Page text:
• Slightly off topic but my daughter brought home a valentine greeting from her daycare that featured Wolverine.  Yes, nothing says “love” like six razor sharp adamantium claws and a bad attitude.

  • Ryansbigwalk

    Not sure I’m seeing the problem here.  It’s seperation of Church and State, not Church and people attending, but not employed by State.

  • Anonymous

    I’m going to go against the grain here and say that the school probably should have allowed it.    
    By allowing it, it’s doubtful that the school can be considered to be endorsing Christianity and, therefore, it is in no danger of violating the establishment clause. By disallowing it, the school could be construed as violating the free exercise clause as far as the student’s rights are concerned.  Further, this will probably cost a lot of money in the impending legal quagmire, that the school may very likely lose.

    He isn’t hurting anyone, nor violating anyone’s rights.  Plus, kids are going to have to learn how to deal with the kooky religious nuts at some point.  Why not elementary school?

  • Uly

     Word for word what I was going to post.

  • Lmaris Lmaris

    One doesn’t “preach” evolution.  One teaches it using actual proof.  Preaching about Jesus in this valentine  (a) pushes belief of an individual of whom there is absolutely no contemporaneous proof of existence, and (b)  promotes a specific religious faith in a public school which is unconstitutional.

    Had the kid merely wanted to give valentines, he could have done it after school, off school grounds.  But no, his parents encouraged him to do it during school hours. 

    Imagine how outraged if he’d handed out texts promoting worship of Allah, or the Giant Spaghetti Monster, Satan, or no god at all.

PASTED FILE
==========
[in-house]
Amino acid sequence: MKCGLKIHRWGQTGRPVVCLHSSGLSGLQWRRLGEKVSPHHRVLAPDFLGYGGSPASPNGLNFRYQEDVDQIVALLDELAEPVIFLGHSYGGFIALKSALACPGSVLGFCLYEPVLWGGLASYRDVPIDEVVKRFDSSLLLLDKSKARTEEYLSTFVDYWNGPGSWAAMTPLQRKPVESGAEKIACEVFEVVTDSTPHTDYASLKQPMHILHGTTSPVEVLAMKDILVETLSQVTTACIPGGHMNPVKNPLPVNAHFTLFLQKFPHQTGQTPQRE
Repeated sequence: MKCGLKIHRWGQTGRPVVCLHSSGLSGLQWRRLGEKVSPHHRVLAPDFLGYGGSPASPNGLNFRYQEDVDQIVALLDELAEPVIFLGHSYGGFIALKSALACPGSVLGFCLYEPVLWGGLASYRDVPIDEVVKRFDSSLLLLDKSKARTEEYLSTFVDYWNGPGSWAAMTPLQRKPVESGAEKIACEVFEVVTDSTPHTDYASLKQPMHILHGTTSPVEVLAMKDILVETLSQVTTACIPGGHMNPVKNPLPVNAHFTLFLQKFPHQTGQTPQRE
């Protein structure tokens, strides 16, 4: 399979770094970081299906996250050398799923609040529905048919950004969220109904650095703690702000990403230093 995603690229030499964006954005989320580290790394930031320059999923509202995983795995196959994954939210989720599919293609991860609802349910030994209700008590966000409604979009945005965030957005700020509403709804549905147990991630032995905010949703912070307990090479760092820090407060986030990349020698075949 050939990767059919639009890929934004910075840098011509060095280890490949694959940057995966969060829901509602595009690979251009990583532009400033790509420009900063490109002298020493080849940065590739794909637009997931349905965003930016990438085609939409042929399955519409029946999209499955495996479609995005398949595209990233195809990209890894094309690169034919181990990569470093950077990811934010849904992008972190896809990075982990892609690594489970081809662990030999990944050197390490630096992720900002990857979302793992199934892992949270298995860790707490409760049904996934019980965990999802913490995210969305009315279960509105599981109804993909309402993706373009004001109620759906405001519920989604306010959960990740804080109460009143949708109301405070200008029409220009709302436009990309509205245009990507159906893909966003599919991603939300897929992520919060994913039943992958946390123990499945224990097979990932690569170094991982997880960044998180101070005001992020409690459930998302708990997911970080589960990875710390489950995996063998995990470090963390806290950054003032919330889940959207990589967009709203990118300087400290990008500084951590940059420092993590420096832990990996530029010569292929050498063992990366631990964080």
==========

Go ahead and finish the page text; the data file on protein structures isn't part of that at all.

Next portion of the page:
• I don’t see this as a church/state issue.  I see it as one parent wanting to invade the classroom with aggressive proselytizing and a principle seeing it for what it was.  John 3:16 is I think the most egregious line in the Gospels.  Sure, it says that if you believe in Jesus then you won’t perish – but the subtext is that if you don’t then hey, you’re one of the perishers.

  • It’s unfortunate that Christians are so hot for dropping John 3:16 everywhere, especially when considering that the next verse reads, “For god sent not his son into the world to condemn the world.” Oh, if only they focused a little more on that one, we might all be able to live in peace.

  • I’m amazed at how many Christians scream about “parental rights” then think nothing about violating the ‘parental rights” of others by proselytizing to other peoples’ children (or attempting to).

  • Agreed. plus I remember what I did with all my valentines from elementary school – took off the candy and threw everything else in the trash! 

    Besides, as a student he has the right to share his personal beliefs – if that was the valentine the teacher wanted to give everyone, that’s a different story.